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Archivos argentinos de pediatría

versión impresa ISSN 0325-0075versión On-line ISSN 1668-3501

Arch. argent. pediatr. vol.114 no.4 Buenos Aires ago. 2016 


Efficacy and safety of caspofungin in children: systematic review and meta-analysis


María T. Rosanova, M.D., Ph.D.a, David Bes, M.D.b, Pedro Serrano Aguilar, M.D., Ph.D.c, Leticia Cuellar Pompa, M.D.d, Norma Sberna, Pharmaciste and Roberto Lede, M.D., Ph.D.f

a. Department of Epidemiological Control and Infectology of Hospital "Prof. Dr. J. P. Garrahan", Buenos Aires, Argentina.
b. Department of General Medicine of Hospital "Prof. Dr. J. P. Garrahan", Buenos Aires, Argentina.
c. Evaluation Unit of the Canary Islands Health Service (SESCS), National Network of Health Services Research in Chronic Diseases (REDISSEC), Tenerife, Spain.
d. Canary Islands Foundation of Health Care Research (FUNCANIS), Tenerife, Spain.
e. Pharmacy Department of Hospital "Prof. Dr. J. P. Garrahan", Buenos Aires, Argentina.
f. Master in Clinical Pharmacology Research (CONEAU. Resolution 416/11) of Universidad Abierta Interamericana (UAI), Buenos Aires, Argentina.

E-mail address: María T. Rosanova, M.D.:

Funding: None.

Conflict of interest: None.

Received: 12- 2-2015
Accepted: 2-22-2016



Invasive fungal infections are a significant cause of morbidity and mortality in children. Caspofungin is an echinocandin used as an alternative treatment in the prevention and/or treatment of certain invasive fungal infections in children, although compared to the standard treatment there is little evidence on its efficacy and safety.
Objectives. To evaluate the efficacy and safety of caspofungin compared with other antifungal drugs for the prevention and/or treatment of invasive fungal infections in children.
Material and methods. The objective of the initial search strategy was to identify randomized controlled studies of acceptable methodological quality (Jadad scale >3), through the key word "caspofungin", conducted in patients with an age range from 0 to 18 years old.
Results. Only 3 publications met the inclusion criteria. Two of them were studies conducted in children and one in newborn infants. A higher incidence of adverse events was not documented for caspofungin and its efficacy was not different from that of other antifungal drugs (typical RR 1.47; CI 95%: 0.78-2.79).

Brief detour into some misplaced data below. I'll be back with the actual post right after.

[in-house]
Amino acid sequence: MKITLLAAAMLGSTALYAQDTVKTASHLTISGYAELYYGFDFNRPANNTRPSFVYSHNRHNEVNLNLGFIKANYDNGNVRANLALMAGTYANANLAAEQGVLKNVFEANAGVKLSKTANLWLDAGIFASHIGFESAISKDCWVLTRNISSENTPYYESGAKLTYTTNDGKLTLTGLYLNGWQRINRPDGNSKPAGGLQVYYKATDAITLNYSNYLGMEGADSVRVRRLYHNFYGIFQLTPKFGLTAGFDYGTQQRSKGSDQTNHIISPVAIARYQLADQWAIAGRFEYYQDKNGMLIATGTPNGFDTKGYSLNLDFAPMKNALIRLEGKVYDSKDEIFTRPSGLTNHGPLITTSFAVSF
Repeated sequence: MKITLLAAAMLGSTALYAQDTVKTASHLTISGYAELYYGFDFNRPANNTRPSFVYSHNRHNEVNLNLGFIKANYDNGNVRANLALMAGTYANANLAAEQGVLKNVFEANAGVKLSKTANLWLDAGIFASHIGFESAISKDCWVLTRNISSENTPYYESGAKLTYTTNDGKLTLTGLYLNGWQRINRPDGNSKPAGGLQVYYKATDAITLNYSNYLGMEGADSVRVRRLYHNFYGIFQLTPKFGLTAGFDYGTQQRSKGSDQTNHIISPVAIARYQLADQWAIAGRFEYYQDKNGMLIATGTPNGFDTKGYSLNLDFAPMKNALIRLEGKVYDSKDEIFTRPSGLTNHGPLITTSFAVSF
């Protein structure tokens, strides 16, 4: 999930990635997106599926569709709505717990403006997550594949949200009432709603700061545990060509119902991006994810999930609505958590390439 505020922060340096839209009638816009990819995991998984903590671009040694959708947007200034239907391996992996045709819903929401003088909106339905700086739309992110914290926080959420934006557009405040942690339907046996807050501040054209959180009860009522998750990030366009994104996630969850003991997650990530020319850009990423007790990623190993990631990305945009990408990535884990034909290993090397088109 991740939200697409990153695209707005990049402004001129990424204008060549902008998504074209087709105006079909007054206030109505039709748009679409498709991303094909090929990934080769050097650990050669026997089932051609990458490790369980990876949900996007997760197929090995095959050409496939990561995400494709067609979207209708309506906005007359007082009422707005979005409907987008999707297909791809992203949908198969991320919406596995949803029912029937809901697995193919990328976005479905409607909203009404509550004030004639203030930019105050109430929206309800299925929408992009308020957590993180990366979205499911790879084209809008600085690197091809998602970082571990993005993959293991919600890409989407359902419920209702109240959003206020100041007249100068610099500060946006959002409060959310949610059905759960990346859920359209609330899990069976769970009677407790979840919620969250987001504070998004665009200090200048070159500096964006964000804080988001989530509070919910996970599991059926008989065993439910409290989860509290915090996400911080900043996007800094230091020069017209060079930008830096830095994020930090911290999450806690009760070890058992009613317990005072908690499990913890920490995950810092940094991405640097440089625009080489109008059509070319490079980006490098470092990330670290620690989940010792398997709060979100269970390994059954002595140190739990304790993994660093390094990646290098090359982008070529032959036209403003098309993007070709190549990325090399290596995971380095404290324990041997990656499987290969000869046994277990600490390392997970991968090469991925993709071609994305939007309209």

Conclusions. This systematic review suggests that caspofungin could be considered as an alternative drug in children for the prevention and treatment of invasive fungal infections. However, given the small number of existing publications, more studies are required to reach definite conclusions.

Key words: Caspofungin; Mycosis; Efficacy; Child; Safety.



Invasive fungal infections (IFI) are a significant cause of morbidity and mortality in children.1 The presence of neutropenia secondary to chemotherapy or to bone marrow transplantation, low birth weight and prematurity, among others, are risk factors for fungal infections. In these cases, amphotericin B deoxycholate and its different presentations are the most widely used treatment agents. Its use limits the possible associated adverse events like nephrotoxicity. Other formulations of amphotericin are much more expensive and the azole group presents drug interactions; therefore, having treatment alternatives would be useful in pediatrics.

Caspofungin (ATC: J02AX04) is an antifungal agent of the echinocandin family and has a clear spectrum of action against Candida spp. and Aspergillus spp. It works by inhibiting the synthesis of (1,3)-D-glucan which is a component of fungus cell wall, and since it is not present in mammal cell wall it would account for the small incidence of adverse events. It has been shown that caspofungin is effective in esophageal and in invasive candidiasis, as rescue therapy in aspergillosis and as empirical therapy of neutropenia and fever in adults.5 It is important to point out that its resistance potential is low. Its apparent low toxicity and the lack of interactions make caspofungin a useful alternative in fungal infection prophylaxis and treatment. In spite of having been approved by the Food and Drug Administration (FDA) for its use in children aged 3 months and older, the experience in children is still limited.4,5

The need to have treatment alternatives available, of proven effectiveness and safety, to manage IFIs among children, and the limited experience with the use of caspofungin in our setting, explains the objective of this study, in which a systematic review about caspofungin effectiveness and safety was conducted, in comparison with standard antifungal agents, to manage the prophylaxis and/or treatment of proven, probable or possible IFIs in children.


a) Bibliographic search

A bibliographic search was done combining the endpoint "randomized controlled studies" with the key word "caspofungin" and the 0 to 18 year age filter was added to the search. the strategy was adapted from the following databases: Medline and PreMedline (OivdSP interface) from 1966 to August 2015; EMBASE (Elsevier interface) from 1974 to August 2015; Cumulative Index to the Nursing and Allied Health Literature (CINAHL) (EbscoHost interface) from 1982 to August 2015; Sciences Citation Index Expanded (SCI-EXPANDED) (Web of Science interface) from 1990 to August 2015; Cochrane Library (Wiley interface) from 1989 to August 2015; Scopus (Elsevier interface) from 1960 to August 2015; and DARE, HTA (CRD interface) from 1960 to August 2015. No language restriction was applied.